We truly enjoyed watching the activities in the Warao village from sunrise to sunset and sleeping in hammocks overlooking the river, even though this is not the most comfortable way to spend the night. The dwellings of the Waraos are perfectly adjusted to the climate, a wooden platform with four pillars that carry a thatched roof, so there is always a nice breeze and almost no mosquitoes. This is due to the fact that the many rivers that feed the Delta are so called “Rios Negros”, which carry an acid that is obviously not a habitat that mosquitoes prefer.
The Waraos use their native language and children only learn Spanish once they start school. Bernard, our fellow traveler, one morning organized a lesson in Warao for him, which was enchanting to watch, with the older kids translating into Spanish.
The Waraos have big families, lots of children play together and take care of each other all day. Once we watched a two-year old kid falling off the blanks that connect the houses on stilts and ending up in the swamp a meter below. The other kids simply pulled him out, took him to the river and washed off the mud. No adult intervened, except us following them anxiously.
Although the village has a generator that is turned on for four hours in the evening, life pretty much is determined by sunset and sunrise. With electricity available, naturally TV determines the evenings of the families. They sit together on the floor and watch Venezuelan programs and even sometimes DVDs.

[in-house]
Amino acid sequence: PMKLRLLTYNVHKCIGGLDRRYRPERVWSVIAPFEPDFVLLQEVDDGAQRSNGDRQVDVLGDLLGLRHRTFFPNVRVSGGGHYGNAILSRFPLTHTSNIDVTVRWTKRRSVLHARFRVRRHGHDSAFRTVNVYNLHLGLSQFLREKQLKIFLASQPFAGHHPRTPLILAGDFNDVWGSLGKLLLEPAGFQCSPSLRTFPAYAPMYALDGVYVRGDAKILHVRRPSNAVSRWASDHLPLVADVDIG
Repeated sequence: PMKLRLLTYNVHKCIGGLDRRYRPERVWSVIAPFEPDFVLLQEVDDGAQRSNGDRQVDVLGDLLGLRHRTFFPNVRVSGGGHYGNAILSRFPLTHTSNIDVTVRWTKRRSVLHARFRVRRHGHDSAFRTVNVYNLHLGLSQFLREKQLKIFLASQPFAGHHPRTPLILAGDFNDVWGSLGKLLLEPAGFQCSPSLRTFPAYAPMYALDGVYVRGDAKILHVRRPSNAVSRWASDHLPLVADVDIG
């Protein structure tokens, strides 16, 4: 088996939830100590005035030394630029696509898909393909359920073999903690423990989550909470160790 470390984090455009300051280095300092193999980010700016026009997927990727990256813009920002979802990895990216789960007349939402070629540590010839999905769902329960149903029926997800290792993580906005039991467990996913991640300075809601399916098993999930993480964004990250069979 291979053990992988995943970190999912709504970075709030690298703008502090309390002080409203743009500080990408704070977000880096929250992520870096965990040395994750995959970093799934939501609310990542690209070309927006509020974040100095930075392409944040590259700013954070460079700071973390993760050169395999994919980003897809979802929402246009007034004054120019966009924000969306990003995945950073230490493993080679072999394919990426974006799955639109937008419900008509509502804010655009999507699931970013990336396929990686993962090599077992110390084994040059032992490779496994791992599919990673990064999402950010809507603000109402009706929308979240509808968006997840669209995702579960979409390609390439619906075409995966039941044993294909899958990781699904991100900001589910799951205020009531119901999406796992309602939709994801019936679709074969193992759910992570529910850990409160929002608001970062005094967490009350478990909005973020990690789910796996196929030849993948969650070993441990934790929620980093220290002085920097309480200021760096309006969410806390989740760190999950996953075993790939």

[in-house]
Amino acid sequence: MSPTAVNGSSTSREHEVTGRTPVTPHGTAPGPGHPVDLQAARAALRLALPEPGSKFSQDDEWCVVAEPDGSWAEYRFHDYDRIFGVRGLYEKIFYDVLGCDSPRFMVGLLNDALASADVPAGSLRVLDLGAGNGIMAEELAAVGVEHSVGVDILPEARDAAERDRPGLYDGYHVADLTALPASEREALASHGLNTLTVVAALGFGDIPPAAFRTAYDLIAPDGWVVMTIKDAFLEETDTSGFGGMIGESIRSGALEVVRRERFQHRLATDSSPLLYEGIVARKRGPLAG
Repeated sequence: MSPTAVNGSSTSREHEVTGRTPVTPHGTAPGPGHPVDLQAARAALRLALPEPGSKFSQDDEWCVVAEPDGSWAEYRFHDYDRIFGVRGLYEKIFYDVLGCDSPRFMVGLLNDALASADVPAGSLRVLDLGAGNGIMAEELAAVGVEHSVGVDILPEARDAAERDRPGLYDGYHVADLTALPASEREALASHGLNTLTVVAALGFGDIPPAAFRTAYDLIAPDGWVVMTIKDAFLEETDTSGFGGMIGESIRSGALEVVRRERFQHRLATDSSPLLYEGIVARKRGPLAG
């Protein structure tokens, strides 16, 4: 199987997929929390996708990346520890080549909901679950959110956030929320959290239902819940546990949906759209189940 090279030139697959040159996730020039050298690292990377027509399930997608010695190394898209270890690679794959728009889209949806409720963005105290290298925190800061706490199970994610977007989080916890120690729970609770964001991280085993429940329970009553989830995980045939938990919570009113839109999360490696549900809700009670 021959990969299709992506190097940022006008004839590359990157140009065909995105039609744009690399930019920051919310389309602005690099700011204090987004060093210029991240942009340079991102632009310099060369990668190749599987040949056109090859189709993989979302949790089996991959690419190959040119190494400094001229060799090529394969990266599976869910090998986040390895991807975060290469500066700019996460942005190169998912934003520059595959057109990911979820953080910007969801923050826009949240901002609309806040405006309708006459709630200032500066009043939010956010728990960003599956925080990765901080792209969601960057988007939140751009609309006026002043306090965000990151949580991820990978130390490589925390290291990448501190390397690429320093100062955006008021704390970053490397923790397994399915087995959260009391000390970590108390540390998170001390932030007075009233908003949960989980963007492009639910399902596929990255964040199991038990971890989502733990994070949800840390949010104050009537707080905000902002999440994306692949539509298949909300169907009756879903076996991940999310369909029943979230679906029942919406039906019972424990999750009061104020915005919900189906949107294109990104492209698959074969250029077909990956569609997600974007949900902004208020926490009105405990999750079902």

The Delta is the natural habitat of a huge variety of animals. We got to see red monkeys, dolphins, parrots and other exotic birds, but the stay in the Waroa village was exceptional. “Warao” means the people of the water and this is exactly how they live. We spoke to other travelers who stayed in “Campamentos” in the middle of nowhere, suffering from mosquito attacks and completely isolated from the local community. They surely missed THE highlight of the trip!
The only thing that bothered us was the many roosters of the families which woke us at 05:00 o’clock and would not stop for hours. We were making jokes about eating the “Gallos” for dinner. The gossip must have reached them, since they were definitely less active the next morning!
The second day we did a long boat trip to the estuary of Delta especially to see an Ibis colony, which are indeed beautiful red exotic birds. If we did the trip again we would simply stay in the village, because this trip takes hours and the banks of the river look very much the same.
One of the first things that struck us was plants that were floating on the river, but to our surprise they were moving upriver and then down the river. It took a while until we figured out that this movement was influenced by the tide of the near ocean, with water level increasing or decreasing by more than one meter.
The few hours that electricity was available we used to download photos to our computer and sort them out. This turned out to be a major attraction for the kids of the village since they could see their photos on the computer.
We have mentioned the issue of collecting litter before, but here, in these remote villages it was even more obvious, plastic garbage everywhere. The method to deal with it is to collect it and burn it in the woods by pouring gasoline for it. Rather disturbing was to see how animals are treated. The dogs straying the villages are near starvation and not a pretty sight and we almost felt nauseous when we watched the joints to all these crabs being broken so that they cannot pinch anymore and were left like this until to be cooked.
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